As Ramadan nears end, here’s how you have benefited from fasting
Recent research has also found that after a few days of fasting, there are higher levels of endorphins in the blood
Fasting has numerous benefits, from physical to emotional, mental and spiritual. Even the ancient Greeks recognized its benefits.
“Instead of using medicine, better fast today,” said Plutarch, a Greek Moralist. Fasting has been around for centuries and was performed by the people of the past; its advantages are endless.
Staying away from food for long hours cleanses the body and rests the digestive system. Dr Razeen Mahroof, an anesthetist from Oxford, describes fasting as “a detoxification process also occurs, because any toxins stored in the body’s fat are dissolved and removed from the body.” The body is purified from excess food and fat.
Fasting is a natural remedy, which helps to free up energy which can then be used more productively. It is estimated that after a heavy meal the body uses 65% of its available energy to digest that meal. So if you fast, you have energy that is freed up because there is no meal to digest. So the energy can then be used by the body to heal itself, to mend broken tissues and cells.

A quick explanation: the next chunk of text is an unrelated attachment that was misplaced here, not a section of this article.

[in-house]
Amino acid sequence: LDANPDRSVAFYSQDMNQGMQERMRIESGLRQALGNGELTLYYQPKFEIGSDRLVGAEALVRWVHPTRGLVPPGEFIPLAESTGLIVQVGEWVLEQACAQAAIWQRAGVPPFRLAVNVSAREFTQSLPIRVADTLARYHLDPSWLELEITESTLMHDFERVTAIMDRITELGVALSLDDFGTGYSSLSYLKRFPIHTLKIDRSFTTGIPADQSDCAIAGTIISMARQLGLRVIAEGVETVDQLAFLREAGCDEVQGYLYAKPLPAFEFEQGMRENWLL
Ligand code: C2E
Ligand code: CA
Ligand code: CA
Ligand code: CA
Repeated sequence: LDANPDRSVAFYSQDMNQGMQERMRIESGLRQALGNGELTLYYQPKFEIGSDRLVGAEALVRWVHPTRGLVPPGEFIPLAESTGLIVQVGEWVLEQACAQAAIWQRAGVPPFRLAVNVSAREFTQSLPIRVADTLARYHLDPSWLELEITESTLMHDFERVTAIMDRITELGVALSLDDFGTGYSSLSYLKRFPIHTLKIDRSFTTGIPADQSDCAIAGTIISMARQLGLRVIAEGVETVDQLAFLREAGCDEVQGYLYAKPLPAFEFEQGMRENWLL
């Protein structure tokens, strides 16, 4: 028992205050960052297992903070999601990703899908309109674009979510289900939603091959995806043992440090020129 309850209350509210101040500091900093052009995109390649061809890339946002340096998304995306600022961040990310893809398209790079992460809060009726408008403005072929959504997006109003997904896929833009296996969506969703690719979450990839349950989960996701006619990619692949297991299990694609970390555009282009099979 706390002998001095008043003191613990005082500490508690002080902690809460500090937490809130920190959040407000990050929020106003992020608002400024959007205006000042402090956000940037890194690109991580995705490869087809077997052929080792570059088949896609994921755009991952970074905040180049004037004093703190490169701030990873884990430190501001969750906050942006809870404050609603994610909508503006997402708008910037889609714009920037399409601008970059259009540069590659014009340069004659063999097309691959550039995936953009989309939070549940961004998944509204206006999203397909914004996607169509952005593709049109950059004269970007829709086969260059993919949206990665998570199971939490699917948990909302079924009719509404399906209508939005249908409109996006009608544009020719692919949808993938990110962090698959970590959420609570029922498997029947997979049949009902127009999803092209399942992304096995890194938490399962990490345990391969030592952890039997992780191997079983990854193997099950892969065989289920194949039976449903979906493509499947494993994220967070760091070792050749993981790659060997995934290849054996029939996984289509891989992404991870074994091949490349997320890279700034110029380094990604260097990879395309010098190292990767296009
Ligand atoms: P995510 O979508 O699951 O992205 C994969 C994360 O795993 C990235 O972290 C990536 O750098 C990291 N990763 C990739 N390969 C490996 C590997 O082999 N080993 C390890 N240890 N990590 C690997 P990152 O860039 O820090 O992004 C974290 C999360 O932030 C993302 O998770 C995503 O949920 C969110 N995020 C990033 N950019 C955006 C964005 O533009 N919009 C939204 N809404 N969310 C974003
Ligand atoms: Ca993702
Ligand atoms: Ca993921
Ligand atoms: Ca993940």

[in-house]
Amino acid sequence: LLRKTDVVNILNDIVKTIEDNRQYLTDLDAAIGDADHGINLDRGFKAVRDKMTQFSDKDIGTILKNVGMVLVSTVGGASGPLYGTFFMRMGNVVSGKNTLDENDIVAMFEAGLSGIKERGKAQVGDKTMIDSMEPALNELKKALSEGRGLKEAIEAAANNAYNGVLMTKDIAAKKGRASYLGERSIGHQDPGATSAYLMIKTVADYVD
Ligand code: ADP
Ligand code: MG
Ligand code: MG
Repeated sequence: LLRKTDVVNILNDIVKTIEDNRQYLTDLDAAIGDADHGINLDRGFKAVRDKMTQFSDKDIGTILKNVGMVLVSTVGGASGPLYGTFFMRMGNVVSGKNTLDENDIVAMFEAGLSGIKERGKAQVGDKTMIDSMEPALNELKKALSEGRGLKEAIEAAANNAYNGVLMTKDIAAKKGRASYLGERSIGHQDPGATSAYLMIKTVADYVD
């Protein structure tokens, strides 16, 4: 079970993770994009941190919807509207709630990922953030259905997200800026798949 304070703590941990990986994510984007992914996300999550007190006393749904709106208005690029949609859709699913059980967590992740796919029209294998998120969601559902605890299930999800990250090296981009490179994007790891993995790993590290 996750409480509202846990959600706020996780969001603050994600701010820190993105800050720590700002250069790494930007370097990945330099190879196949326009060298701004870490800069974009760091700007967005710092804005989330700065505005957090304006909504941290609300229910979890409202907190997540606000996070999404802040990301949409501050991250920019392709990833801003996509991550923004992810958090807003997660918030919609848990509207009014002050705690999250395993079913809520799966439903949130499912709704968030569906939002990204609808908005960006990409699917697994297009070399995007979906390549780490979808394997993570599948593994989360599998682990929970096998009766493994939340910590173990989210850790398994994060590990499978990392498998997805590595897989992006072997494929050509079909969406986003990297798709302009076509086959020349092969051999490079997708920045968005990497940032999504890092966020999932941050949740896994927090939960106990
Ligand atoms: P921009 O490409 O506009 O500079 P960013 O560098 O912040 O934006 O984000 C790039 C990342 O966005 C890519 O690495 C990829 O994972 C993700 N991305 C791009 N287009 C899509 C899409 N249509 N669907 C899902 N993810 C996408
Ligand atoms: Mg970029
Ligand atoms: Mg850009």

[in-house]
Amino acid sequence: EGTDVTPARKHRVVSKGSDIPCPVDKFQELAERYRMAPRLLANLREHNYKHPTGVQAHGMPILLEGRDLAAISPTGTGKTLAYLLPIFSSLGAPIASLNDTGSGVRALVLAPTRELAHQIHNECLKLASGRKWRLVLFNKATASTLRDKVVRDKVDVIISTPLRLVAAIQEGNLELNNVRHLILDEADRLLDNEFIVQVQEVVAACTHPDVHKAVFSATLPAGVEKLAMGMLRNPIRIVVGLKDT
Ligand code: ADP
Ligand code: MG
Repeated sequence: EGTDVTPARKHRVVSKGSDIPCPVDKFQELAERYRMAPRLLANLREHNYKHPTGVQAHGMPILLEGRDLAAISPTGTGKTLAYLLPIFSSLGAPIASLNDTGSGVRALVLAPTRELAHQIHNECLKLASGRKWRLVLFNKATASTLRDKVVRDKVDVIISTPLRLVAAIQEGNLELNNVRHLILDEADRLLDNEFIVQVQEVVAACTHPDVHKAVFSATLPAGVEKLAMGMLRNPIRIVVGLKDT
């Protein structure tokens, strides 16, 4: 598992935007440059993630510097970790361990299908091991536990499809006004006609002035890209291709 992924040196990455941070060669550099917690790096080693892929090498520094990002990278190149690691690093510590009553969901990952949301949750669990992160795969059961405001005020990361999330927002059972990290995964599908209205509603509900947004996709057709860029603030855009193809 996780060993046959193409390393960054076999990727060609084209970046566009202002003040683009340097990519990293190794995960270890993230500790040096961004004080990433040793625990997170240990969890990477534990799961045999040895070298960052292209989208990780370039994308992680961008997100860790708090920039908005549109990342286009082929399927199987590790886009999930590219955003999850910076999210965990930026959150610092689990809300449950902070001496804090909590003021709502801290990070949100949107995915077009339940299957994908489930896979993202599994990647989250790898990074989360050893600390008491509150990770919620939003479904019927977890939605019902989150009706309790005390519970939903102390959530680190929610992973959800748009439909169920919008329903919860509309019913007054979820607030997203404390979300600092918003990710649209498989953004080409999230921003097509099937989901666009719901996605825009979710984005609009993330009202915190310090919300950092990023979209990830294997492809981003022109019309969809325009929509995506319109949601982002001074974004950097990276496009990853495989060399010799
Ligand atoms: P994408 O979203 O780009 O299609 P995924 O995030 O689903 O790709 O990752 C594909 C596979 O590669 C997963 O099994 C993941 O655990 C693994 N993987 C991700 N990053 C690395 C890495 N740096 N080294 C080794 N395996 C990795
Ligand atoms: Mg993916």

It also opens the way for healthier eating habits, if the suhoor (pre-dawn meal) and iftaar (breaking fast meal at dusk) are in line with Muslim teachings that encourage light meals.
Mental and emotional benefits:
Fasting clears a person’s mind. The individual is encouraged to become less occupied with the vanities of this world. During Ramadan and any other voluntary fast, Muslims are also encouraged to spend time reading the Quran.
In addition, fasting has been proven to improve brain health. It helps with the homeostatic process of neuronal autophagy, and increases levels of BDNF (Brain Derived Neurotrophic Factor), positively affecting the cognitive part of our brains. Furthermore, the risk of many diseases including Alzheimer’s, Huntington’s, brain trauma, depression and ischemic strokes have all been shown to decrease with fasting.
Recent research has also found that after a few days of fasting, there are higher levels of endorphins in the blood making the individual more alert and attentive, giving a sense of mental wellbeing.
Read the full article on the Saudi Gazette.